Like Douglas Fir, Ipe wood doesn’t hold adhesives well, so we suggest steering clear of all adhesives.

4. Teak Wood

Teak wood is commonly known as the king of outdoor woods. One of the reasons for this glorious title is its quality of being extremely resistant to rotting and cracks.

Teak wood is moderately dense and has straight and refined grains. Traditionally, people used it to build boats, which says a lot about its strength and durability.

One drawback of Teak wood is that it must be maintained constantly with oil if you want it to last longer. However, it would require minimal maintenance if you have left it unfinished.

5. Red Wood

What makes Red Wood an excellent choice for outdoor benches? The answer to this question is its natural ability to be highly resistant to moisture and insect attacks. If you reside in an area with high moisture and humidity levels, we suggest going with Red Wood. However, keep in mind that Red Wood is relatively more expensive to source.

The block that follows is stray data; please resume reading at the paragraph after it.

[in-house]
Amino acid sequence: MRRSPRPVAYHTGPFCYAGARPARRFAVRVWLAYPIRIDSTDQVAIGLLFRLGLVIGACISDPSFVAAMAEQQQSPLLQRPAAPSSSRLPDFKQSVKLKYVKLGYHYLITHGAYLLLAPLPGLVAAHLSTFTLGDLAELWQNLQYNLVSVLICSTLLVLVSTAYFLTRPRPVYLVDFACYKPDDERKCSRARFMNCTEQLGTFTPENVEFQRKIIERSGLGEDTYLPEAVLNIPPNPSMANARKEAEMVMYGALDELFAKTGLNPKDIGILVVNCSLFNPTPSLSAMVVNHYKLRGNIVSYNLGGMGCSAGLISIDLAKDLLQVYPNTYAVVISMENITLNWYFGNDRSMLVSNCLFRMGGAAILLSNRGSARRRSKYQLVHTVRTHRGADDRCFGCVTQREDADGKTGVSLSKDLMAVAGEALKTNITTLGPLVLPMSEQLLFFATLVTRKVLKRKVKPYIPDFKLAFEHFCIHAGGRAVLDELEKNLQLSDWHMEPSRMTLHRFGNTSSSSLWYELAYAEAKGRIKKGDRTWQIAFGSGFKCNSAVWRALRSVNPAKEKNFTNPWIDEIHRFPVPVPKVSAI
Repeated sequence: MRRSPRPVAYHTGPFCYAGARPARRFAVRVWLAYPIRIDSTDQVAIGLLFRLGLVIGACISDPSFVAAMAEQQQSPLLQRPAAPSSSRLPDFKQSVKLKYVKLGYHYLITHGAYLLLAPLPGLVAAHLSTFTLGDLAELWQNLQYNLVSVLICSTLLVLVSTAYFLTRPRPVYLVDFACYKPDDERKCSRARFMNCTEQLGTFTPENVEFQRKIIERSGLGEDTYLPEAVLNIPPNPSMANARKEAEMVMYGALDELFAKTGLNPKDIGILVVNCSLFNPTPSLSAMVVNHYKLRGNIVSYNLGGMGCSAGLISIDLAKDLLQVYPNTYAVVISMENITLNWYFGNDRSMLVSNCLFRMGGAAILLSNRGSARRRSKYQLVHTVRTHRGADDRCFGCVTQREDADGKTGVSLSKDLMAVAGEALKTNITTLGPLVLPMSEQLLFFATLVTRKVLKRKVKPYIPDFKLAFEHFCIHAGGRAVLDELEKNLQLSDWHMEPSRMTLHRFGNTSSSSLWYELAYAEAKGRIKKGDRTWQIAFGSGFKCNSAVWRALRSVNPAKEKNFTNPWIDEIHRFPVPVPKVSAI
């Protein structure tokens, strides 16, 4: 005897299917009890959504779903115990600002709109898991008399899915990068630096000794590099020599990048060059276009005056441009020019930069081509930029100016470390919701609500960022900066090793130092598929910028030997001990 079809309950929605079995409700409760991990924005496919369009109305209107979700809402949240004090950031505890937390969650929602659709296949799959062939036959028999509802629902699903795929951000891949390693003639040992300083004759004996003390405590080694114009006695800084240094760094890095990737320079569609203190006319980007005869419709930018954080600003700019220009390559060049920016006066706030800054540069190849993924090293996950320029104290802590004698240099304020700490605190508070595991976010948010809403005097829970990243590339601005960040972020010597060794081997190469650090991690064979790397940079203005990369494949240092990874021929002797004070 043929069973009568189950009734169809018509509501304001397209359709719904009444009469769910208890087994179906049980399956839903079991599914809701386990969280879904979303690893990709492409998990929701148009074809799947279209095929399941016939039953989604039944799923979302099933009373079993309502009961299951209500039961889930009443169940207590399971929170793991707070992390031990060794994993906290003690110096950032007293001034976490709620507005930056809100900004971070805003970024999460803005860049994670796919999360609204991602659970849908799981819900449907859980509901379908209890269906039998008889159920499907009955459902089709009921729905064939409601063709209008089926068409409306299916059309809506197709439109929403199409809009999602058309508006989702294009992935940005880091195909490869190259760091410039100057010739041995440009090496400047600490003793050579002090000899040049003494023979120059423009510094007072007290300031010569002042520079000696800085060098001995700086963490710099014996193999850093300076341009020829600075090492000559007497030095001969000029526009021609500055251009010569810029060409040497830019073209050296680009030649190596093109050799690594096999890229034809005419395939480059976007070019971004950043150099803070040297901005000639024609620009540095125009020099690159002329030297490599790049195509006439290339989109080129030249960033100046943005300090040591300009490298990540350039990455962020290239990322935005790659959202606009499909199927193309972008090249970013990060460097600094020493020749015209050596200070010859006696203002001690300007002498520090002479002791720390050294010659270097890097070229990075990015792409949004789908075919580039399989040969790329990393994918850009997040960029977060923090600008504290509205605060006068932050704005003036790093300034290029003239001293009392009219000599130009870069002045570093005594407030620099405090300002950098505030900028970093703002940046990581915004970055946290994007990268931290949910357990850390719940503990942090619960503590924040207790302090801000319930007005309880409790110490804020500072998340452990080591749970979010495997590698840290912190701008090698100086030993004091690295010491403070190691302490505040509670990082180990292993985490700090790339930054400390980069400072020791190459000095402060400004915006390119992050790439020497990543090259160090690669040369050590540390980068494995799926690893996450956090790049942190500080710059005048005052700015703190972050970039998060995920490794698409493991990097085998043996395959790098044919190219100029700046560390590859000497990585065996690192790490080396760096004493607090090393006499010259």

Like Cedarwood, we would also recommend Red Wood for DIY projects due to its soft nature, making it easy to work with. It cuts very well with a minimum amount of movement. Red Wood is relatively less resistant to cuts, dents, and chips.

Our Concluding Thoughts

By now, you must’ve realized that there is more to wood than meets the eye. Despite being one of the most primitive building materials, it still holds its own in construction today. Thus, Wooden Benches are something which we are likely to see for a long time in the future.

So, if you choose any of the options listed above because of their durability, resistance to fungal attacks, or visually pleasing outlook, know that it would be a worthwhile investment!

Happy woodworking!